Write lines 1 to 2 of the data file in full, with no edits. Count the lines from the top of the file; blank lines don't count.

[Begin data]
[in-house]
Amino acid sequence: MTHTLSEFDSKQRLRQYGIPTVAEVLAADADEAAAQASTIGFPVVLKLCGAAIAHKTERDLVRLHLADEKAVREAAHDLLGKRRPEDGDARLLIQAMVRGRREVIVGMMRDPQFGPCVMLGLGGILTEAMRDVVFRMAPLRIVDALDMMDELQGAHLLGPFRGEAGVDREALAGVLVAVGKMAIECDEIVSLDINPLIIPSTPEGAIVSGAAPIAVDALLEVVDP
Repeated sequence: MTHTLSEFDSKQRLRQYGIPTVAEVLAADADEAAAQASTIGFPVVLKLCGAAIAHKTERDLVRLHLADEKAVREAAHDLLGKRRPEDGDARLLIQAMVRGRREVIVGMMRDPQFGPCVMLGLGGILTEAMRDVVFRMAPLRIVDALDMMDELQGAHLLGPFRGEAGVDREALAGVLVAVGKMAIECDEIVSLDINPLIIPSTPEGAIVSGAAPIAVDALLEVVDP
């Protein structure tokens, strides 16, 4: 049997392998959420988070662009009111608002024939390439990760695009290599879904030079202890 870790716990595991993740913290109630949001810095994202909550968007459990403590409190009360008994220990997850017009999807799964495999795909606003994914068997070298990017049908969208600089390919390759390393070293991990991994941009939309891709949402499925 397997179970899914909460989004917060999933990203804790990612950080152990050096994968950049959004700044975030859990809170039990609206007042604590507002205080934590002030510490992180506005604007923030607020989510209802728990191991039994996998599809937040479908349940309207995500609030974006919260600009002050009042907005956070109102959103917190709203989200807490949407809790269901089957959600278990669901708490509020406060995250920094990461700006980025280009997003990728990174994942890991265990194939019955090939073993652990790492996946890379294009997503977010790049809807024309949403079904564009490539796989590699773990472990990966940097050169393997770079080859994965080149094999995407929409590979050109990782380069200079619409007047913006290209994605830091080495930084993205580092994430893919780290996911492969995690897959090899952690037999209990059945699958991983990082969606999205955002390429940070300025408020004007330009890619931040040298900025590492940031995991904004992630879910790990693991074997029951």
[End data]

[in-house]
Amino acid sequence: MTHTLSEFDSKQRLRQYGIPTVAEVLAADADEAAAQASTIGFPVVLKLCGAAIAHKTERDLVRLHLADEKAVREAAHDLLGKRRPEDGDARLLIQAMVRGRREVIVGMMRDPQFGPCVMLGLGGILTEAMRDVVFRMAPLRIVDALDMMDELQGAHLLGPFRGEAGVDREALAGVLVAVGKMAIECDEIVSLDINPLIIPSTPEGAIVSGAAPIAVDALLEVVDP